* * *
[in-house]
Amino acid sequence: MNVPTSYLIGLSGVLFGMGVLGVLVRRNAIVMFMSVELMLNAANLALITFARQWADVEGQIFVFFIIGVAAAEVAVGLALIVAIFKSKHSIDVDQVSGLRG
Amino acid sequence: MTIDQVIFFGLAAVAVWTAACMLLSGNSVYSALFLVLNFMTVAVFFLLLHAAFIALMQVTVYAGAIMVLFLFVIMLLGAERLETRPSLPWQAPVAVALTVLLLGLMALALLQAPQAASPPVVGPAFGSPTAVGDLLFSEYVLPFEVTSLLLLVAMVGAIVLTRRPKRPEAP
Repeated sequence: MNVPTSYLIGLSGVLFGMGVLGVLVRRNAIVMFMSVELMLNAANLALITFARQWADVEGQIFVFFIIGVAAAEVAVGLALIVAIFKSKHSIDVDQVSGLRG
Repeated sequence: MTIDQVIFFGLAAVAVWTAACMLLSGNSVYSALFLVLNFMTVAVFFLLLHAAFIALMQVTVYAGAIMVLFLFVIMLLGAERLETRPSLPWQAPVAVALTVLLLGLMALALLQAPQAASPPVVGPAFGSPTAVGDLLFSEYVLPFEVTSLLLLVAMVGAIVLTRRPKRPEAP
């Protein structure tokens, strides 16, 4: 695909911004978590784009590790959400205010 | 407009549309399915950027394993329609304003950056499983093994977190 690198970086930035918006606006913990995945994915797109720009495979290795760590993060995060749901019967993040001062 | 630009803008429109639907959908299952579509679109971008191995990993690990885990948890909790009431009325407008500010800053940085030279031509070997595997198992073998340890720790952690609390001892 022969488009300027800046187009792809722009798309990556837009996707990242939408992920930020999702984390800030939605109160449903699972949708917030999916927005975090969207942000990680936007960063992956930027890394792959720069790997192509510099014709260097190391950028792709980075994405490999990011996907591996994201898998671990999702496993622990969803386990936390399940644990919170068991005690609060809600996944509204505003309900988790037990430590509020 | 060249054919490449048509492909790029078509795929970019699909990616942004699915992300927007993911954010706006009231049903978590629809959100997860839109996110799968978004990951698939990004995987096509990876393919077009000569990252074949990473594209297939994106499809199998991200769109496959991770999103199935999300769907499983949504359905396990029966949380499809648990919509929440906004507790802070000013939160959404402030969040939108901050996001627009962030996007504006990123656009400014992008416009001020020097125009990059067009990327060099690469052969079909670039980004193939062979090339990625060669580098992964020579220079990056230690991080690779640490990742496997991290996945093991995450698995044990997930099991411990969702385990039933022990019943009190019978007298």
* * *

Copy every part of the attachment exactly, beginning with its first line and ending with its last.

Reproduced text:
[in-house]
Amino acid sequence: MNVPTSYLIGLSGVLFGMGVLGVLVRRNAIVMFMSVELMLNAANLALITFARQWADVEGQIFVFFIIGVAAAEVAVGLALIVAIFKSKHSIDVDQVSGLRG
Amino acid sequence: MTIDQVIFFGLAAVAVWTAACMLLSGNSVYSALFLVLNFMTVAVFFLLLHAAFIALMQVTVYAGAIMVLFLFVIMLLGAERLETRPSLPWQAPVAVALTVLLLGLMALALLQAPQAASPPVVGPAFGSPTAVGDLLFSEYVLPFEVTSLLLLVAMVGAIVLTRRPKRPEAP
Repeated sequence: MNVPTSYLIGLSGVLFGMGVLGVLVRRNAIVMFMSVELMLNAANLALITFARQWADVEGQIFVFFIIGVAAAEVAVGLALIVAIFKSKHSIDVDQVSGLRG
Repeated sequence: MTIDQVIFFGLAAVAVWTAACMLLSGNSVYSALFLVLNFMTVAVFFLLLHAAFIALMQVTVYAGAIMVLFLFVIMLLGAERLETRPSLPWQAPVAVALTVLLLGLMALALLQAPQAASPPVVGPAFGSPTAVGDLLFSEYVLPFEVTSLLLLVAMVGAIVLTRRPKRPEAP
């Protein structure tokens, strides 16, 4: 695909911004978590784009590790959400205010 | 407009549309399915950027394993329609304003950056499983093994977190 690198970086930035918006606006913990995945994915797109720009495979290795760590993060995060749901019967993040001062 | 630009803008429109639907959908299952579509679109971008191995990993690990885990948890909790009431009325407008500010800053940085030279031509070997595997198992073998340890720790952690609390001892 022969488009300027800046187009792809722009798309990556837009996707990242939408992920930020999702984390800030939605109160449903699972949708917030999916927005975090969207942000990680936007960063992956930027890394792959720069790997192509510099014709260097190391950028792709980075994405490999990011996907591996994201898998671990999702496993622990969803386990936390399940644990919170068991005690609060809600996944509204505003309900988790037990430590509020 | 060249054919490449048509492909790029078509795929970019699909990616942004699915992300927007993911954010706006009231049903978590629809959100997860839109996110799968978004990951698939990004995987096509990876393919077009000569990252074949990473594209297939994106499809199998991200769109496959991770999103199935999300769907499983949504359905396990029966949380499809648990919509929440906004507790802070000013939160959404402030969040939108901050996001627009962030996007504006990123656009400014992008416009001020020097125009990059067009990327060099690469052969079909670039980004193939062979090339990625060669580098992964020579220079990056230690991080690779640490990742496997991290996945093991995450698995044990997930099991411990969702385990039933022990019943009190019978007298």